Chancellor Jeremy Hunt will be aiming for a safety-first Budget on Wednesday. This is after last year’s imposition of a 55bn-a/year fiscal consolidation in order to restore Britain’s credibility following the chaos caused by Liz Truss’s short-lived premiership.
Although the Budget will not be as large as Hunt’s Autumn Statements, he still wants to flesh out his plan to grow the UK’s economy sustainably.
He wants to be able to announce tax cuts that are favorable to voters and increases in public spending in the fall.
Hunt described his Budget on Sunday as a “back-to-work” statement. He told Sky News that he would “break down all the barriers that prevent people from working here in the UK”.
Hunt acknowledged that there weren’t easy steps to improve the UK’s economic prospects and stated it was a difficult road to climb the ladder of prosperity. Here are five things you should be aware of in the Budget.
The Office for Budget Responsibility is the independent watchdog responsible for preparing economic forecasts for the chancellor. It has to clean up the mess it made from November’s Autumn Statement.
The OBR was then too pessimistic about the short-term outlook of both the economy as well as the public finances.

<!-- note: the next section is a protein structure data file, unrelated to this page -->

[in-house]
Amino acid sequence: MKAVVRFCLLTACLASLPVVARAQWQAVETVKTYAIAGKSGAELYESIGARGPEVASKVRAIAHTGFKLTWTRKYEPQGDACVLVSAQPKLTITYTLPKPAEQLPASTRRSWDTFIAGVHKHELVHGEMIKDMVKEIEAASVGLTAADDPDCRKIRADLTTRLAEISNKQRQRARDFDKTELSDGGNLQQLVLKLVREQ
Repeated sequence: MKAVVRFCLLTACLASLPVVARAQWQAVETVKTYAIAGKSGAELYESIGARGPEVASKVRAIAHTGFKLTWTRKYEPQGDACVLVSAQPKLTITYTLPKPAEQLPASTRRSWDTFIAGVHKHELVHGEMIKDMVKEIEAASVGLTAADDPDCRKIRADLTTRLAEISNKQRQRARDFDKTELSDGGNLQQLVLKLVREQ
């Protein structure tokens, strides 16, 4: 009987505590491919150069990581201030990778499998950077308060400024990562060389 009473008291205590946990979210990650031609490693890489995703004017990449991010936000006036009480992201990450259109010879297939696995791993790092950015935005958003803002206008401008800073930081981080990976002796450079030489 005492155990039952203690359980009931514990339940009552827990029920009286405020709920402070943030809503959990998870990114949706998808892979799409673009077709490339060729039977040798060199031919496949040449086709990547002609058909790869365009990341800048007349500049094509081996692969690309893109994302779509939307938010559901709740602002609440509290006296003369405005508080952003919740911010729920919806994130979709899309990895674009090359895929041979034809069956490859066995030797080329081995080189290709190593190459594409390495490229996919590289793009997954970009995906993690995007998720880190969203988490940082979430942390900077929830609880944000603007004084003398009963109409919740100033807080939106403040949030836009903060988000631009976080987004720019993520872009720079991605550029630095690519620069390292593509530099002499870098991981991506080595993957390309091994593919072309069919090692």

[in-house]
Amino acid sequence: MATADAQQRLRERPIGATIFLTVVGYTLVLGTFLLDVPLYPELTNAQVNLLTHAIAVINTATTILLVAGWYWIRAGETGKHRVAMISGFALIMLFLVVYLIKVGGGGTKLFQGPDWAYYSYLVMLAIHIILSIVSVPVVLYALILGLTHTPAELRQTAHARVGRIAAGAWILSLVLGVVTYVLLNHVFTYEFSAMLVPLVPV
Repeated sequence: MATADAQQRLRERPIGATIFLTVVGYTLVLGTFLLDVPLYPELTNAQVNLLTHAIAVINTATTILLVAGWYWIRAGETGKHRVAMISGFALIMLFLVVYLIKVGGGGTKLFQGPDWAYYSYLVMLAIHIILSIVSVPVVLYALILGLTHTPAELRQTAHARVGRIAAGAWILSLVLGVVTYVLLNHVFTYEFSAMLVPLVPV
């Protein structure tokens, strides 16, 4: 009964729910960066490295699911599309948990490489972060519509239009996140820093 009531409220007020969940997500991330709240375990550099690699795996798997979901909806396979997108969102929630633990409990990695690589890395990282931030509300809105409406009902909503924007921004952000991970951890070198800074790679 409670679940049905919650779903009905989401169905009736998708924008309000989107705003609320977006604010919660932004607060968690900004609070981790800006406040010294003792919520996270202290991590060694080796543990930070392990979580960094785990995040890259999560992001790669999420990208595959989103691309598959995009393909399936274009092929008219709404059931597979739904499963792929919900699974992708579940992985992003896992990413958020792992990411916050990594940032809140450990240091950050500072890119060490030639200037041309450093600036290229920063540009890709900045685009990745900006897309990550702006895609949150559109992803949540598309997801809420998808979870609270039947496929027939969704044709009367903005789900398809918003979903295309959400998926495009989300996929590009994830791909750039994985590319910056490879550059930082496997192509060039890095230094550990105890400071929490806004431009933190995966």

OBR has predicted that there would be a contraction of gross domestic product by 1.4% in 2023. This is despite having forecasted it in November. However, they are likely to revise this higher to close to stagnation. The IMF expects a contraction of 0.6% at the moment.According to data from the Office for National Statistics, the public finances will be even better than expected. Public borrowing PS30bn is lower than OBR believed in 2022-23.
The OBR is expected to take away what it gives with one hand. This is because a smaller GDP contraction in a short-term implies that there is less potential for growth recovery later.
This means that the chancellor has little fiscal headroom to go against his main rule of having public debt as a percentage of GDP fall in 2027-28. In November, this headroom was PS9bn.
Hunt is essentially in a position to spend immediately to solve immediate problems but has little room for permanent tax cuts and increases in public spending.